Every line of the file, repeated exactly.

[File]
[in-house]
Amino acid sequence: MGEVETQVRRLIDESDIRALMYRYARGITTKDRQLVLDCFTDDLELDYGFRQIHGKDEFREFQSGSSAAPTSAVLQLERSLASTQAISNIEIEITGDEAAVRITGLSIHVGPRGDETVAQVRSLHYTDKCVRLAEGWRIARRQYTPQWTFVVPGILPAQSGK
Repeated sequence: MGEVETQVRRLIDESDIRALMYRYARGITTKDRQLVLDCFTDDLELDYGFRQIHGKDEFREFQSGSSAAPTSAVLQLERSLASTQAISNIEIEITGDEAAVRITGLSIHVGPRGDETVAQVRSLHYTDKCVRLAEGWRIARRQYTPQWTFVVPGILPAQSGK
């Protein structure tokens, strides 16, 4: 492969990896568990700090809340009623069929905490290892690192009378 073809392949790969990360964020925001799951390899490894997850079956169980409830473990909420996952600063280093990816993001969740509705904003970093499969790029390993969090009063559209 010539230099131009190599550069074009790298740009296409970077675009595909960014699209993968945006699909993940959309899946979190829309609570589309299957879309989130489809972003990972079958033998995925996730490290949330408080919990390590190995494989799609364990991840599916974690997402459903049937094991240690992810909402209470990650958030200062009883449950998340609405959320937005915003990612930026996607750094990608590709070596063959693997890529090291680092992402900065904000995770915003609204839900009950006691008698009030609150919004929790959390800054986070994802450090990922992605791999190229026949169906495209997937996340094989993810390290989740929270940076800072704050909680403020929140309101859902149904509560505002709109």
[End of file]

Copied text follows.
[in-house]
Amino acid sequence: MGEVETQVRRLIDESDIRALMYRYARGITTKDRQLVLDCFTDDLELDYGFRQIHGKDEFREFQSGSSAAPTSAVLQLERSLASTQAISNIEIEITGDEAAVRITGLSIHVGPRGDETVAQVRSLHYTDKCVRLAEGWRIARRQYTPQWTFVVPGILPAQSGK
Repeated sequence: MGEVETQVRRLIDESDIRALMYRYARGITTKDRQLVLDCFTDDLELDYGFRQIHGKDEFREFQSGSSAAPTSAVLQLERSLASTQAISNIEIEITGDEAAVRITGLSIHVGPRGDETVAQVRSLHYTDKCVRLAEGWRIARRQYTPQWTFVVPGILPAQSGK
């Protein structure tokens, strides 16, 4: 492969990896568990700090809340009623069929905490290892690192009378 073809392949790969990360964020925001799951390899490894997850079956169980409830473990909420996952600063280093990816993001969740509705904003970093499969790029390993969090009063559209 010539230099131009190599550069074009790298740009296409970077675009595909960014699209993968945006699909993940959309899946979190829309609570589309299957879309989130489809972003990972079958033998995925996730490290949330408080919990390590190995494989799609364990991840599916974690997402459903049937094991240690992810909402209470990650958030200062009883449950998340609405959320937005915003990612930026996607750094990608590709070596063959693997890529090291680092992402900065904000995770915003609204839900009950006691008698009030609150919004929790959390800054986070994802450090990922992605791999190229026949169906495209997937996340094989993810390290989740929270940076800072704050909680403020929140309101859902149904509560505002709109």